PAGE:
After a lengthy legal saga, Ramon Diaz once again watched customers dance to live music between tables at his Cuban restaurant Floridita, which celebrated its grand reopening Sunday after two years of closure.
Floridita, a haven for lovers of Cuban food for 34 years, was forced to relocate by Columbia’s Manhattanville expansion.
“He had a thriving business, and all of sudden, he wakes up one day, and Columbia’s taken over,” said Assembly member Keith Wright, who, at the reopening, remembered Floridita as the spot for a number of “political breakfasts” over the years. “But, as Frederick Douglass said, ‘Without struggle, there is no progress.’”
Once Columbia began eminent domain proceedings in the neighborhood, Floridita became a symbol of the fight to maintain Manhattanville's character in the face of the expansion. After he was forced to close his original restaurant on Broadway and 129th Street in April 2010, Diaz signed a lease with the University for a new location in a Columbia-owned property on 125th Street and 12th Avenue.
Since then, Diaz and the University engaged in public disputes over asbestos in the new building, unpaid rent, and legal issues. Moreover, Diaz said, he had concerns that the new location would not attract enough customers.
But a combination of encouragement from the restaurant’s supporters, including Wright, and the growth of nearby establishments like Dinosaur Bar-B-Que next door made Diaz more optimistic about the new location. With bars and nightclubs springing up along the 12th Avenue corridor, Diaz said he hoped to attract both Columbia students and old clientele.
“This is the new Chelsea or Meatpacking District,” he said, laughing. “Everyone walks in here and sees it’s a new place, with new decorations.”
And although its look is new, the restaurant’s spirit has remained the same. Diaz spent the night welcoming customers as they walked through the door. Old regulars sat down to chat amid a flurry of greetings, festive music, and clattering plates. Sherlock Robinson, a photographer and a friend of Diaz, said the photos on the wall, some of which were taken in Cuba, maintained the “Cuban heart” of the previous establishment.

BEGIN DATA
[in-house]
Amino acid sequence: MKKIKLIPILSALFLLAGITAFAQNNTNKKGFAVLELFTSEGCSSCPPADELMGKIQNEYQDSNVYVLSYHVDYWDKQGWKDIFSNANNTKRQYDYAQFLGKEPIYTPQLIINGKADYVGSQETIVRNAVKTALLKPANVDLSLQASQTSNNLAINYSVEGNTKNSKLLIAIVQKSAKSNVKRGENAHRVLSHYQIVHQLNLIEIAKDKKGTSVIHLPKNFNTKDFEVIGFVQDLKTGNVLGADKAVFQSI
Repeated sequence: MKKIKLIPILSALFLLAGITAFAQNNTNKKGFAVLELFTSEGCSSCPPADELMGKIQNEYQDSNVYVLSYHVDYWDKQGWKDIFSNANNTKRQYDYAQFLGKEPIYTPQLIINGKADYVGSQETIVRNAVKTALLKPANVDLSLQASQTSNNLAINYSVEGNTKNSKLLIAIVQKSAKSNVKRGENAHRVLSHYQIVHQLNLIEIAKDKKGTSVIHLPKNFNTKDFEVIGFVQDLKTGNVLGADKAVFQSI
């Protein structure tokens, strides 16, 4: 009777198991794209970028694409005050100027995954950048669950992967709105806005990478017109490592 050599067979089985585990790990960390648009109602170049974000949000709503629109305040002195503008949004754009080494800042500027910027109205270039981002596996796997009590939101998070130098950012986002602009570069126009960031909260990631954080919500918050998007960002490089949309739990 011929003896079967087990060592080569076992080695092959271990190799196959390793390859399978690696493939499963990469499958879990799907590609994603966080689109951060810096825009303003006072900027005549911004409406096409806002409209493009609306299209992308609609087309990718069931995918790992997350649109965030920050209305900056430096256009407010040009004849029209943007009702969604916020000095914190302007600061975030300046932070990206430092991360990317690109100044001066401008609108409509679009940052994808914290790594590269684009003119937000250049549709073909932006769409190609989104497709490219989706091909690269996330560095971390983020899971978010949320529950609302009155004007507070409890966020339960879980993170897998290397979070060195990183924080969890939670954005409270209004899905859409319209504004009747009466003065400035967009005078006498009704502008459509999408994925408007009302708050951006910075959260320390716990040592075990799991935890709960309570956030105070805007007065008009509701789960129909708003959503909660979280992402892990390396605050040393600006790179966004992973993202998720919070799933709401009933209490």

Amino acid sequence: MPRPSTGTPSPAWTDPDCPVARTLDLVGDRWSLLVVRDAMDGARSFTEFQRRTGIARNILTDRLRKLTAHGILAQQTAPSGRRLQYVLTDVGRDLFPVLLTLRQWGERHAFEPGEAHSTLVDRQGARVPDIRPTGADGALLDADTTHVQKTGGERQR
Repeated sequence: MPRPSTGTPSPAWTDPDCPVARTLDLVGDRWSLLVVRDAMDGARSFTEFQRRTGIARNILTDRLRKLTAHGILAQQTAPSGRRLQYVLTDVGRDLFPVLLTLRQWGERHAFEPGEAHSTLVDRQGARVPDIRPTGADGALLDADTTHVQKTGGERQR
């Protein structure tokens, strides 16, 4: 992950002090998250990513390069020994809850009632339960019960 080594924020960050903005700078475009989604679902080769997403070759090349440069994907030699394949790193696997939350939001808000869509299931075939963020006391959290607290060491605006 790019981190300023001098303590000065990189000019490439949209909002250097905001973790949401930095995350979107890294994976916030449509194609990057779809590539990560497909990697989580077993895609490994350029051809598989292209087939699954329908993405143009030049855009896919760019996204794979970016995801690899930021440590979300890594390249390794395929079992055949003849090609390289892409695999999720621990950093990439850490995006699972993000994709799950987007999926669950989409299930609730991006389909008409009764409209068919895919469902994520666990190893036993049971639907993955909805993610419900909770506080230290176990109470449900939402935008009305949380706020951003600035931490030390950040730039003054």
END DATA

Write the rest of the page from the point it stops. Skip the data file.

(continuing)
Even the menu has stayed the same, right down to the prices.
“Cafe con leche is still $1.50,” Diaz said.
Diaz said he hoped that the restaurant would spur economic growth in the surrounding neighborhood. He retained 27 out of 43 employees from his original location, and all but two of his current employees still live in the area, which, he remarked, was fortunate given rising rents in Harlem.
While ringing up a customer, employee Yoisha Salazar said the two-year hiatus had caused her considerable financial concern. She said was pleased that the new location was already attracting customers.
“We had bills to pay, kids to feed,” she said. “People are happy we’ve reopened—they like this place better.”
Rev. Henry Mercado said that the reopening was a cause for celebration. Mercado, a pastor of the Meeting with God Pentecostal Church and a longtime Floridita customer, used to have lunch or dinner with his congregation at the restaurant before the relocation.
But Mercado, whose church was also displaced by the expansion, said he had doubts about the new location’s ability to attract customers beyond the original establishment’s old clientele, and said new patrons were “what Ramon needs right now.”
Despite the jubilant atmosphere, both Diaz and his customers acknowledge the nearby presence of the growing Manhattanville campus that forced them out of their first location.
“Commercially, I feel good about it. Construction workers come in for breakfast,” Diaz said. “It will be a constant reminder, but you’ve got to get past those things.”
Others at the restaurant were split on the issue. Leanette Franco, a first-time customer, said in Spanish that there were no hard feelings with Columbia. But longtime customer Elizabeth Brown holds Columbia responsible for Diaz’s struggles over the past two years.
“I’m glad to see they bypassed this area,” Brown said, nodding in the direction of the campus. “Here, they make you feel like family, Cuban or not.”